WASHINGTON — The Justice Department has opened an antitrust investigation into potential coordination by AT&T, Verizon and a telecommunications standards organization to hinder consumers from easily switching wireless carriers, according to six people with knowledge of the inquiry. In February, the Justice Department issued demands to AT&T, Verizon and the GSMA, a mobile industry standards-setting group, for information on potential collusion to thwart a technology known as eSIM, said two of the people, who spoke on the condition of anonymity because the details are confidential. The eSIM technology lets people remotely switch wireless providers without having to insert a new SIM card into a device.
Is the world ready for cows with artificial intelligence? No time to ruminate on that because the moment has arrived, thanks to a Dutch company that has married two technologies — motion sensors and AI — with the aim of bringing the barnyard into the 21st century. The company, Connecterra, has brought its IDA system, or the Intelligent Dairy Farmer’s Assistant, to the United States after having piloted it in Europe for several years. IDA uses a motion-sensing device attached to a cow’s neck to transmit its movements to a program driven by AI.
Wells Fargo’s $1 billion fine won’t close the book on fallout from its consumer scandals. The nation’s third-largest bank submitted to an unprecedented order Friday that would give the Office of the Comptroller of the Currency the right to remove some of the lender’s executives or board members. That comes on top of the penalties Wells Fargo will pay to settle U.S. probes into mistreatment of consumers, the largest sanction of a U.S. bank under President Trump. The comptroller’s office said it “reserves the right to take additional supervisory action, including imposing business restrictions and making changes to executive officers or members of the bank’s board of directors.
Key fundraiser resigns in scandal Mari Ellen Loijens has resigned from the Silicon Valley Community Foundation amid allegations from former employees that she made demeaning and lewd comments in the workplace. Loijens had been a top executive at the Mountain View foundation, which said it will continue its investigation into the alleged misconduct. The allegations were reported in the Chronicle of Philanthropy. Party City adds Ramadan line For the first time, a major U.S.
(Bloomberg) -- Taxicab companies owned by Michael Cohen or family members just got hit with nearly $80,000 in new claims for unpaid taxes, according to records filed in New York. The bills show the declining fortunes of some companies linked to Cohen, the longtime personal lawyer to President Donald Trump. Cohen is under a federal criminal investigation into his business and financial dealings that broke into the open this month with FBI raids on his office and residences. All the parties involved are now jostling over how that evidence will be used. New York state filed tax liens in Manhattan this week against five companies owned by Cohen and members of his family, including Mad Dog Cab Corp., Martha Cab Corp., LAF Hacking Corp.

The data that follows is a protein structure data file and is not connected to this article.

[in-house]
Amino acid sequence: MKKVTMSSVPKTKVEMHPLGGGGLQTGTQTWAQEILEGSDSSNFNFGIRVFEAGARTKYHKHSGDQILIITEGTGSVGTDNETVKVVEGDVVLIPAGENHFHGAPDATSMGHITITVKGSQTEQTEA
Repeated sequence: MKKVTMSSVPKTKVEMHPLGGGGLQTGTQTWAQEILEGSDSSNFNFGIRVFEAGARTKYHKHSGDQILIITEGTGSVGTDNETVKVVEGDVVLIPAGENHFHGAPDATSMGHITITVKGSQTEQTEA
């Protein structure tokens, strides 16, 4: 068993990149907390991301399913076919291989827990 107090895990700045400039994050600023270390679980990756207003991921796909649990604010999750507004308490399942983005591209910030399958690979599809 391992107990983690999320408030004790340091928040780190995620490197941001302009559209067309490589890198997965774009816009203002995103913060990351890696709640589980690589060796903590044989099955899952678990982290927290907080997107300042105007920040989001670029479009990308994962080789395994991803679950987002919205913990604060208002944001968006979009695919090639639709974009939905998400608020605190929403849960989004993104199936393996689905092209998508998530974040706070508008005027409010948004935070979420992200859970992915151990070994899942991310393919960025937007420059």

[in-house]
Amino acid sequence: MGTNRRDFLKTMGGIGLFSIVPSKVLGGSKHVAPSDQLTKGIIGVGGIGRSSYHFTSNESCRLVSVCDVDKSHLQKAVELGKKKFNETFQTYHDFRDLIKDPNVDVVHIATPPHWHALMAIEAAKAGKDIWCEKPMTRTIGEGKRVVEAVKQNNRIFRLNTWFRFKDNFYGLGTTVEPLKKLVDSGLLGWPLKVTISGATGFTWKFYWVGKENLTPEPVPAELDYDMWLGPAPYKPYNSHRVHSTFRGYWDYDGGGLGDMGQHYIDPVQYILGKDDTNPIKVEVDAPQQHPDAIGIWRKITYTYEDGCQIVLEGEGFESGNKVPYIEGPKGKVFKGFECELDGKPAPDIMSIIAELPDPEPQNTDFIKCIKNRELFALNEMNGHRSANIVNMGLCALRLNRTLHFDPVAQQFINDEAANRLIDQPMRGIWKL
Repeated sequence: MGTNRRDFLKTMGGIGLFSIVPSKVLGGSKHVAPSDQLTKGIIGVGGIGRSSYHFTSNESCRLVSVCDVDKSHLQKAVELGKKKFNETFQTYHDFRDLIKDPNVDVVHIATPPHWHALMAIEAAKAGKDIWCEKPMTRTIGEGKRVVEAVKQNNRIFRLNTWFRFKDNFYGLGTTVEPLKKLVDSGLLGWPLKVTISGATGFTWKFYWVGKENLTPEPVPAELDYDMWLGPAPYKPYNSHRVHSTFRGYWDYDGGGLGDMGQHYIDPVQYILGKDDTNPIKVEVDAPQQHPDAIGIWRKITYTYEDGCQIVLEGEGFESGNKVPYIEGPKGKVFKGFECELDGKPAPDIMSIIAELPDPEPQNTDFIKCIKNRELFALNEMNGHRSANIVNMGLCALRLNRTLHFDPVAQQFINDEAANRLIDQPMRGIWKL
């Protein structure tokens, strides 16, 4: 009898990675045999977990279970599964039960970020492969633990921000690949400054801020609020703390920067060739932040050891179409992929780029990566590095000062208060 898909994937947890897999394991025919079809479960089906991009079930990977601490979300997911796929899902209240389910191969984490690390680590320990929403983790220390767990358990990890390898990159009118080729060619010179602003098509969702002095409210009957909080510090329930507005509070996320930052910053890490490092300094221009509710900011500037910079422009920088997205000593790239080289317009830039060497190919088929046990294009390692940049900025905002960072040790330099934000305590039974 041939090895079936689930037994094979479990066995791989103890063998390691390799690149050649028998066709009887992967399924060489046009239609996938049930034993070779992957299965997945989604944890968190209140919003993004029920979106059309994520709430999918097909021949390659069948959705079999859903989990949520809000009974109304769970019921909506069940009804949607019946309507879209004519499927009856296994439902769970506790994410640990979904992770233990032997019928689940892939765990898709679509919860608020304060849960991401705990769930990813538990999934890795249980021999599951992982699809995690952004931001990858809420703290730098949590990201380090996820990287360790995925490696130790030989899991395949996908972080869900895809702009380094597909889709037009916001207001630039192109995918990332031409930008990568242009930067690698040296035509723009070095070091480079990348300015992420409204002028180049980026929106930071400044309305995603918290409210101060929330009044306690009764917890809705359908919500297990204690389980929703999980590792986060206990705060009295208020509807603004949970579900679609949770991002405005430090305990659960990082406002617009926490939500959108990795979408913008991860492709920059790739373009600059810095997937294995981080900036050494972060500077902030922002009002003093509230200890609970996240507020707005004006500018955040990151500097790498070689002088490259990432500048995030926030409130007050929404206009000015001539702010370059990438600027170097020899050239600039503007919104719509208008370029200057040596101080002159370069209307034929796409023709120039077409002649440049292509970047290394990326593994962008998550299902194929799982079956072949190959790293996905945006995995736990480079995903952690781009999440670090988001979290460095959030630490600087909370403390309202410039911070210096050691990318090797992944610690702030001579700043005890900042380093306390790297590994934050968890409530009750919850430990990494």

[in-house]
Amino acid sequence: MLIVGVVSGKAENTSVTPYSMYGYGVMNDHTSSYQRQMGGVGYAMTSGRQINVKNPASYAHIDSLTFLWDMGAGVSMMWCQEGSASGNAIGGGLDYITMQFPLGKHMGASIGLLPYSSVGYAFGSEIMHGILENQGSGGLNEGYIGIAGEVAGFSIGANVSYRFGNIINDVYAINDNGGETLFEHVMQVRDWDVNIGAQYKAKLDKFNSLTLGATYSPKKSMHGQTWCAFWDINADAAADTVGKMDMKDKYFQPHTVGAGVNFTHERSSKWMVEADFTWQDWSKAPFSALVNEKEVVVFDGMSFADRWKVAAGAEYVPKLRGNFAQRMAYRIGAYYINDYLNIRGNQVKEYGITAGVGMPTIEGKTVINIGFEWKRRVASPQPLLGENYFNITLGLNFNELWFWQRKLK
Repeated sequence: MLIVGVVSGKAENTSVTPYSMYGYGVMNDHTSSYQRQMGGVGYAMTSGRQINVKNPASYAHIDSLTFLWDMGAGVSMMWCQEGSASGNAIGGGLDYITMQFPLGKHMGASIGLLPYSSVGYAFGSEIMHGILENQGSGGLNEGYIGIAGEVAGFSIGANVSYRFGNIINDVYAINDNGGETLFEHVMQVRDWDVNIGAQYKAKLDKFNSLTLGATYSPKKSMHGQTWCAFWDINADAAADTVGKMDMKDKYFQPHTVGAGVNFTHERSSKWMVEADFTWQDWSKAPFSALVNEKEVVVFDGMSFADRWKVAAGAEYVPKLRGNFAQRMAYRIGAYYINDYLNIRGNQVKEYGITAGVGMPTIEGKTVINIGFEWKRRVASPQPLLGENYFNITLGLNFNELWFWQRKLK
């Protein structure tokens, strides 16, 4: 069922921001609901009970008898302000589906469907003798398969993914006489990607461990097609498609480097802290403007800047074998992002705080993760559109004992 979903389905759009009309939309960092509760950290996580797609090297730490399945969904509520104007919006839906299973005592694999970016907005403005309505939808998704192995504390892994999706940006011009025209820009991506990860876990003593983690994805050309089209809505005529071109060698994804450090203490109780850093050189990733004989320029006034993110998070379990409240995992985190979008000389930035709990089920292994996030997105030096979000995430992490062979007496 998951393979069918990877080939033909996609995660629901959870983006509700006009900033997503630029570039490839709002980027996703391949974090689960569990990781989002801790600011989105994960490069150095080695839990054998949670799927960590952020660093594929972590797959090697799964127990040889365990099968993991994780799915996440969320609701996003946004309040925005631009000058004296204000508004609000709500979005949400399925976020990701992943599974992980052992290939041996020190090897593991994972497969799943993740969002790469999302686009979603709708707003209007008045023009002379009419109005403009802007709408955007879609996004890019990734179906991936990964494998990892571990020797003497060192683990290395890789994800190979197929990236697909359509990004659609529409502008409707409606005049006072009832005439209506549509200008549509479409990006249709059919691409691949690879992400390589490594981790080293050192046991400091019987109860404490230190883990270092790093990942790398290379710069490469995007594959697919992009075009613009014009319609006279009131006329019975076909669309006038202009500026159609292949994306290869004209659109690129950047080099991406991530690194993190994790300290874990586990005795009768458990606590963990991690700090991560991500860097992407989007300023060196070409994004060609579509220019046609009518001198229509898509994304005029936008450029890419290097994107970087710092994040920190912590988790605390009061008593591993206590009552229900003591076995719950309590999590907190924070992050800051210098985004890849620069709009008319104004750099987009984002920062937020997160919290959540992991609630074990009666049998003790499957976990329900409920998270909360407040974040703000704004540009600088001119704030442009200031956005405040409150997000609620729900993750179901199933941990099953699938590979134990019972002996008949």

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Finance Pivotal sets offering price Pivotal Software, a San Francisco company controlled by Dell Technologies, is expected to begin trading Friday on the New York Stock Exchange after setting a price of $15 for its initial public offering of shares. The company had said in a Wednesday filing that it anticipated selling shares for a price between $14 and $16. Pivotal was created in 2013 when EMC, which merged with Dell in a 2016 deal worth $67 billion, and VMware, a Palo Alto subsidiary of EMC, formed a new entity that specializes in software and services for cloud computing.
Federal regulators are poised to impose a $1 billion penalty on Wells Fargo for a variety of alleged misdeeds, including forcing customers to buy auto insurance policies that they didn’t need, according to people briefed on the regulatory action. The expected penalty, levied by the Consumer Financial Protection Bureau and the Office of the Comptroller of the Currency, is likely to be announced Friday. It would mark the toughest action that the Trump administration has taken against a major bank. And it is the latest blow to the San Francisco bank, which for years was regarded as one of the country’s best-run banks but lately has been reeling from a string of self-inflicted crises.